void SetLanguageObjectState (SRLanguageObject inObj, Boolean isEnabled);


The constructor method, shown in Listing 4, performs all the necessary startup associated with speech recognition. Much of this code should already be familiar to you from the article "The Speech Recognition Manager Revealed."



Listing 4. Starting up speech recognition
CDocSpeech::CDocSpeech()
{
   OSErr      theErr = noErr;
   
   // Open a recognition system.
   theErr = ::SROpenRecognitionSystem
                 (&gSystem, kSRDefaultRecognitionSystemID);
   
   // Set recognition system properties to user-selected feedback and
   // listening modes.
   if (!theErr) {
      short theModes = kSRHasFeedbackHasListenModes;
      theErr = ::SRSetProperty(gSystem, kSRFeedbackAndListeningModes,
                     &theModes, sizeof(theModes));
   }

   // Create a recognizer with default speech source.
   if (!theErr)
      theErr = ::SRNewRecognizer(gSystem, &gRecognizer,
                     kSRDefaultSpeechSource);

   // Set recognizer properties. We want to receive notifications
   // when recognition begins and ends.
   if (!theErr) {
      unsigned long theParam =
          kSRNotifyRecognitionBeginning | kSRNotifyRecognitionDone;
      theErr = ::SRSetProperty(gRecognizer, kSRNotificationParam,
                     &theParam, sizeof(theParam));
   }

   // Install Apple event handlers.
   if (!theErr) {
      theErr = ::AEInstallEventHandler
                  (kAESpeechSuite, kAESpeechDetected, 
                  NewAEEventHandlerProc(HandleSpeechBegunAppleEvent),
                  0, false);
      theErr = ::AEInstallEventHandler(kAESpeechSuite, kAESpeechDone, 
                  NewAEEventHandlerProc(HandleSpeechDoneAppleEvent),
                  0, false);
   }
   
   // Make our language models.
   if (!theErr)
      theErr = MakeLanguageModels();
   // Install initial language model and release our reference to it.
   if (!theErr) {
      theErr = ::SRSetLanguageModel(gRecognizer, gGApplLM);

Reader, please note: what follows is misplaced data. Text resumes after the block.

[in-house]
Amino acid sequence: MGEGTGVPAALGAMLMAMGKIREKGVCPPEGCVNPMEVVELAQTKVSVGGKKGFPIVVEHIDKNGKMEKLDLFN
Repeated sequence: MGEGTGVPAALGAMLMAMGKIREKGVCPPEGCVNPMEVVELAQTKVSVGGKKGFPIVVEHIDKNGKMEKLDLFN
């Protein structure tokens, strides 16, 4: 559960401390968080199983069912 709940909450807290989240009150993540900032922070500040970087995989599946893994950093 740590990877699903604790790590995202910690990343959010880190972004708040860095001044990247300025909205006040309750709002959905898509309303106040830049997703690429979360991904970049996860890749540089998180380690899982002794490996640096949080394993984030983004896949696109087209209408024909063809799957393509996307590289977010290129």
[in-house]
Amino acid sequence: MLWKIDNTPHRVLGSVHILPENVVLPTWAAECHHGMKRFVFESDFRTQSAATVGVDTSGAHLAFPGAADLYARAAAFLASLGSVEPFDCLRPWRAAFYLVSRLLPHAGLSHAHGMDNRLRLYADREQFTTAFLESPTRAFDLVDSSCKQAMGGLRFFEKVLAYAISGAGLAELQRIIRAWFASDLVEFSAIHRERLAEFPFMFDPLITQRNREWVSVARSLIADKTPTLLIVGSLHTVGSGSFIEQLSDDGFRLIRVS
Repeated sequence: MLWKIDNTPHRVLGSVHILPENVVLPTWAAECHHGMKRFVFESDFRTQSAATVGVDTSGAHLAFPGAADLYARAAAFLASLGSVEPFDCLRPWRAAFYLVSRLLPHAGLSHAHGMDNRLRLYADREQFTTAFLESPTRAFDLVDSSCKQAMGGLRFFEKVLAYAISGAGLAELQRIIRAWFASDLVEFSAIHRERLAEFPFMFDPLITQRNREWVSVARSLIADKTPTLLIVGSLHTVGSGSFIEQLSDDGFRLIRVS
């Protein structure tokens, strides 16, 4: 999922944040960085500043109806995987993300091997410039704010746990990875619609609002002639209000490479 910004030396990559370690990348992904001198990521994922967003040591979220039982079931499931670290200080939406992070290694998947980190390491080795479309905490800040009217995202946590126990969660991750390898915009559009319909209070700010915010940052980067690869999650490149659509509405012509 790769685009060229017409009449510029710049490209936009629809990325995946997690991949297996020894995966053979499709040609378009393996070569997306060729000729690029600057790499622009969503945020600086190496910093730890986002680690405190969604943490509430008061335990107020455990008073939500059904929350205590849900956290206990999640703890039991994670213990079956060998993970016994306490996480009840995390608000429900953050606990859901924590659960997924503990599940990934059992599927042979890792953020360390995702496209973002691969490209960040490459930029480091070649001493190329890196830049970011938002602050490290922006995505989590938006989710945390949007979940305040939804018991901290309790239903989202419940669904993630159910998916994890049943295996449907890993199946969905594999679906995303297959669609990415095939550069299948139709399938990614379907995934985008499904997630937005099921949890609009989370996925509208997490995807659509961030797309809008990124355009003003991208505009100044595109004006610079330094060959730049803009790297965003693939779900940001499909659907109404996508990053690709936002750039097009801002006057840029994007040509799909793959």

::SRReleaseObject(gGApplLM);
   }

   // Have the recognizer start processing sound.
   if (!theErr)
      theErr = ::SRStartListening(gRecognizer);
}


Now we just need to write the MakeLanguageModels function called by the CDocSpeech constructor, and the two Apple event handlers.

CONSTRUCTING THE LANGUAGE MODELS

Probably the most time-consuming part of adding speech recognition to an application is defining the language models that describe the words and phrases you want to listen for. The process is straightforward, but it requires careful attention to the various states your application can be in. This is because you want the active language model to include only utterances that make sense at any given time. For instance, if no document window is open, it makes no sense to listen for the Close or Save command. Similarly, if a document isn't dirty (that is, if it hasn't changed since it was most recently saved), you probably don't want the user to be able to execute the Revert command.

This should remind you, of course, of the context-specific menu enabling and disabling that's a standard part of any good Macintosh application. For our demonstration application, we'll handle context sensitivity by creating a number of embedded language models that we'll enable or disable according to context.

The commands in the File menu fall into two main categories: those that can be issued at any time (such as New or Open) and those that apply to a specific document (such as Save or Close). Accordingly, we'll construct two language models, one for each type of command. Let's call the first variety universal file commands and the second variety document file commands. In addition, we want to make the About DocDemo command utterable. Here's a Backus-Naur Form (BNF) diagram of our top-level language model:

<Menu Commands> = 
    <Universal Commands> | <Document Commands>;
<Universal Commands> = 
    <Universal File Commands> | About DocDemo;
<Universal File Commands> = New | Open | Page Setup | Quit;
<Document Commands> = <Document File Commands>;
<Document File Commands> = 
    Close | Save | Save As | Revert | Print | Print One;
As you can see, the top-level language model Menu Commands consists of two embedded language models, one for commands that can be issued at any time and one for commands that require a document window to be open. Each of these embedded language models contains other language objects. The Universal Commands language model contains the phrase "About DocDemo" and the language model that contains the universal file commands. The Document Commands language model contains only the language model that contains the document file commands; you would